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When Heaven and Earth Changed Places: A Vietnamese Woman's Journey from War to Peace (1989)

de Le Ly Hayslip

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Séries: Heaven and Earth (1)

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It is said that in war heaven and earth change places not once, but many times. When Heaven and Earth Changed Places is the haunting memoir of a girl on the verge of womanhood in a world turned upside down. The youngest of six children in a close-knit Buddhist family, Le Ly Hayslip was twelve years old when U.S. helicopters langed in Ky La, her tiny village in central Vietnam. As the government and Viet Cong troops fought in and around Ky La, both sides recruited children as spies and saboteurs. Le Ly was one of those children. Before the age of sixteen, Le Ly had suffered near-starvation, imprisonment, torture, rape, and the deaths of beloved family members-but miraculously held fast to her faith in humanity. And almost twenty years after her escape to Ameica, she was drawn inexorably back to the devastated country and family she left behind. Scenes of this joyous reunion are interwoven with the brutal war years, offering a poignant picture of vietnam, then and now, and of a courageous woman who experienced the true horror of the Vietnam War-and survived to tell her unforgettable story.… (mais)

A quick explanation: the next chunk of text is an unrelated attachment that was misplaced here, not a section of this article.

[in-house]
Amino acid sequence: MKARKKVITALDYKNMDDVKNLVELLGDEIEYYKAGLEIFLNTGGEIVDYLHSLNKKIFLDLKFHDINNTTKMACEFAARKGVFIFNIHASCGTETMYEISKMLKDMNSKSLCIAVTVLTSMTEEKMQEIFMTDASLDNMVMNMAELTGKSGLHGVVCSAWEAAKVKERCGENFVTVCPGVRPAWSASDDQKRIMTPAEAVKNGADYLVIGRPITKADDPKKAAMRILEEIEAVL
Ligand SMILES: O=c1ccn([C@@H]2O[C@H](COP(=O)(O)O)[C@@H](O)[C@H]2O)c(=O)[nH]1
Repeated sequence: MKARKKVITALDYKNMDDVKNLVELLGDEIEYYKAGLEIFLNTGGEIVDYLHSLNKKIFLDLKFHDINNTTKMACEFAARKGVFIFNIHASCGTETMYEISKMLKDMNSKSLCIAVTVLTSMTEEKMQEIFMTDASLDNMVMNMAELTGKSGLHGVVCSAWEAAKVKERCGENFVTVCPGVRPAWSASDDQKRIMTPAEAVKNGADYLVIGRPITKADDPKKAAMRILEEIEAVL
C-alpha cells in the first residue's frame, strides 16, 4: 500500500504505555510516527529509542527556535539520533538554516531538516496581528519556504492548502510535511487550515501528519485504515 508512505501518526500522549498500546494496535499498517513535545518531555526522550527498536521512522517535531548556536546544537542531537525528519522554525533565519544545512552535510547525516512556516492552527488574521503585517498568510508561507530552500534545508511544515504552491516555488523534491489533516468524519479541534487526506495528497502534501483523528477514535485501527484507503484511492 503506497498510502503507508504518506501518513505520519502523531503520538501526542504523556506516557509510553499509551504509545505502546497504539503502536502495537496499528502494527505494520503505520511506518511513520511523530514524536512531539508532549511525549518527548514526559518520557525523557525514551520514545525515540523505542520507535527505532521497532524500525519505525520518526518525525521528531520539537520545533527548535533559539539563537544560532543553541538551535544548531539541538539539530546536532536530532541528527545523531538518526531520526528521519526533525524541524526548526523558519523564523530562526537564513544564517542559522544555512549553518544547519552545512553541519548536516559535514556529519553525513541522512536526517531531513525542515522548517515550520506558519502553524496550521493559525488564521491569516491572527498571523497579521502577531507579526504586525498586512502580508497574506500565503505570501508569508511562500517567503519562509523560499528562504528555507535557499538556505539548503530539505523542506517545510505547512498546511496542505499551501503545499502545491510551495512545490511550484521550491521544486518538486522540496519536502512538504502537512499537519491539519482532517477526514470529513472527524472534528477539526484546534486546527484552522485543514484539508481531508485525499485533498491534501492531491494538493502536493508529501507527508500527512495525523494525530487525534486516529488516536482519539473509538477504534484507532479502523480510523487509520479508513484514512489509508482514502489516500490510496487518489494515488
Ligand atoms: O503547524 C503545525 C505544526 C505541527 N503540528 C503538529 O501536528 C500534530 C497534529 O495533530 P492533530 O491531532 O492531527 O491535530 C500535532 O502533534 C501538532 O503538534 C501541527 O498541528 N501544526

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3.5 This memoir started out strong, but then lost something. I didn’t really feel connected to Le Ly and the things she experienced, and I’m not sure exactly why. She has a beautiful and unique way of writing. She has a beautiful heart. Maybe it was the lack of her own emotions when she was raped three different times or left high and dry by an American lover.